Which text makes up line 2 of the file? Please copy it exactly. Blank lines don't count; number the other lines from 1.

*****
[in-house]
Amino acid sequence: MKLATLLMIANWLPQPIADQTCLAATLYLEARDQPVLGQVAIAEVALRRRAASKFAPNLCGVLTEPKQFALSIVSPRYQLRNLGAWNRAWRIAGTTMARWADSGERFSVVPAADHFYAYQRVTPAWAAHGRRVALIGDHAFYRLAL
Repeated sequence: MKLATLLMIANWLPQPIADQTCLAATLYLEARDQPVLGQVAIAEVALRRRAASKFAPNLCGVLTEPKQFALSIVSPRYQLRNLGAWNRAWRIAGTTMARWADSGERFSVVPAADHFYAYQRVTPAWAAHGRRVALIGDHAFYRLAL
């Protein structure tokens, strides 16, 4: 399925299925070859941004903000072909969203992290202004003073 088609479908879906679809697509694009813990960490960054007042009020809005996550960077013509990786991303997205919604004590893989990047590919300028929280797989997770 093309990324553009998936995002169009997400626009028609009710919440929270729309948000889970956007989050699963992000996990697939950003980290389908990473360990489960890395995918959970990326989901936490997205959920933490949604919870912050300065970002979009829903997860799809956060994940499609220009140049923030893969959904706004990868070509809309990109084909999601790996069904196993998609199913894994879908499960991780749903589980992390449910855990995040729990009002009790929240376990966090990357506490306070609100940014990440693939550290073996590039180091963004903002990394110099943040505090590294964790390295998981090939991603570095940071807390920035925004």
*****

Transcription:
Amino acid sequence: MKLATLLMIANWLPQPIADQTCLAATLYLEARDQPVLGQVAIAEVALRRRAASKFAPNLCGVLTEPKQFALSIVSPRYQLRNLGAWNRAWRIAGTTMARWADSGERFSVVPAADHFYAYQRVTPAWAAHGRRVALIGDHAFYRLAL